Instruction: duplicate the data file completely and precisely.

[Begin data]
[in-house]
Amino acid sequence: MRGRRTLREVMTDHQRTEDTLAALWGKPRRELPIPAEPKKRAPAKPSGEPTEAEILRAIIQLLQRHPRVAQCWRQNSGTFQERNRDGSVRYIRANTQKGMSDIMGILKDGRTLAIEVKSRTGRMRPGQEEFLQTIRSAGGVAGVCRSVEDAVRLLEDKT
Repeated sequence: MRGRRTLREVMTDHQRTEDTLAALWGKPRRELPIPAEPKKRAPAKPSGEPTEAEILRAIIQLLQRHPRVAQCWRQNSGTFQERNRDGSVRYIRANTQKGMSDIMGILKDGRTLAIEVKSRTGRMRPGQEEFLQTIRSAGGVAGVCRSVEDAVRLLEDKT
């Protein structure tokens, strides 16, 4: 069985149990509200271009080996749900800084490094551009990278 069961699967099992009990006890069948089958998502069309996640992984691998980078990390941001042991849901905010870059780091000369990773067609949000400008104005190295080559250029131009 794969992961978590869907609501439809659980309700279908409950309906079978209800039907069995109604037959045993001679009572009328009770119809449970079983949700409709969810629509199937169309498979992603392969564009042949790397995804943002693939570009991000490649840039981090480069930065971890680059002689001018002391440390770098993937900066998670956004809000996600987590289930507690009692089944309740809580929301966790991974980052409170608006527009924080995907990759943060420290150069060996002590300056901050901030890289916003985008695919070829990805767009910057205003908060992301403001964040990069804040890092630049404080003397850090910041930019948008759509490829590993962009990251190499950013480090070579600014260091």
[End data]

[in-house]
Amino acid sequence: MRGRRTLREVMTDHQRTEDTLAALWGKPRRELPIPAEPKKRAPAKPSGEPTEAEILRAIIQLLQRHPRVAQCWRQNSGTFQERNRDGSVRYIRANTQKGMSDIMGILKDGRTLAIEVKSRTGRMRPGQEEFLQTIRSAGGVAGVCRSVEDAVRLLEDKT
Repeated sequence: MRGRRTLREVMTDHQRTEDTLAALWGKPRRELPIPAEPKKRAPAKPSGEPTEAEILRAIIQLLQRHPRVAQCWRQNSGTFQERNRDGSVRYIRANTQKGMSDIMGILKDGRTLAIEVKSRTGRMRPGQEEFLQTIRSAGGVAGVCRSVEDAVRLLEDKT
């Protein structure tokens, strides 16, 4: 069985149990509200271009080996749900800084490094551009990278 069961699967099992009990006890069948089958998502069309996640992984691998980078990390941001042991849901905010870059780091000369990773067609949000400008104005190295080559250029131009 794969992961978590869907609501439809659980309700279908409950309906079978209800039907069995109604037959045993001679009572009328009770119809449970079983949700409709969810629509199937169309498979992603392969564009042949790397995804943002693939570009991000490649840039981090480069930065971890680059002689001018002391440390770098993937900066998670956004809000996600987590289930507690009692089944309740809580929301966790991974980052409170608006527009924080995907990759943060420290150069060996002590300056901050901030890289916003985008695919070829990805767009910057205003908060992301403001964040990069804040890092630049404080003397850090910041930019948008759509490829590993962009990251190499950013480090070579600014260091």